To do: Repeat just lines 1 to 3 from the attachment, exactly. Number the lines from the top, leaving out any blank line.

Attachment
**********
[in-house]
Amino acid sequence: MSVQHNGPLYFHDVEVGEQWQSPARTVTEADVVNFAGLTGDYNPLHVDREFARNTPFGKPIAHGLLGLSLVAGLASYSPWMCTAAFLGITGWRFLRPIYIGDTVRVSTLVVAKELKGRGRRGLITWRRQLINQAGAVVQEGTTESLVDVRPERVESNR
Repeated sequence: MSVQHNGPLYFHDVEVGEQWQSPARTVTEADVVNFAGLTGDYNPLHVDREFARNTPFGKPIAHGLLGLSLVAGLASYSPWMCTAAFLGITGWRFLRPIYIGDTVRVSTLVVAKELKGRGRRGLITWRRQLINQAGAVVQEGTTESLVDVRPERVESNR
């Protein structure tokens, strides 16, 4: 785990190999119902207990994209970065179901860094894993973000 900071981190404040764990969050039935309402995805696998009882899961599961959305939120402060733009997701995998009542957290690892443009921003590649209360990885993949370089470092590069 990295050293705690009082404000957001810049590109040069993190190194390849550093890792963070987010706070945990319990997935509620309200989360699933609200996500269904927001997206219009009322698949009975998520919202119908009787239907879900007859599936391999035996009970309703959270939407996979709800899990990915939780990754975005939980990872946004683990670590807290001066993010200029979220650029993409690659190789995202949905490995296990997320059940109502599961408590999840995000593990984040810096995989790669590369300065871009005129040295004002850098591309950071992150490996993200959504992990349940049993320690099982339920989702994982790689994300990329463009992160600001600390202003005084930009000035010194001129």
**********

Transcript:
[in-house]
Amino acid sequence: MSVQHNGPLYFHDVEVGEQWQSPARTVTEADVVNFAGLTGDYNPLHVDREFARNTPFGKPIAHGLLGLSLVAGLASYSPWMCTAAFLGITGWRFLRPIYIGDTVRVSTLVVAKELKGRGRRGLITWRRQLINQAGAVVQEGTTESLVDVRPERVESNR
Repeated sequence: MSVQHNGPLYFHDVEVGEQWQSPARTVTEADVVNFAGLTGDYNPLHVDREFARNTPFGKPIAHGLLGLSLVAGLASYSPWMCTAAFLGITGWRFLRPIYIGDTVRVSTLVVAKELKGRGRRGLITWRRQLINQAGAVVQEGTTESLVDVRPERVESNR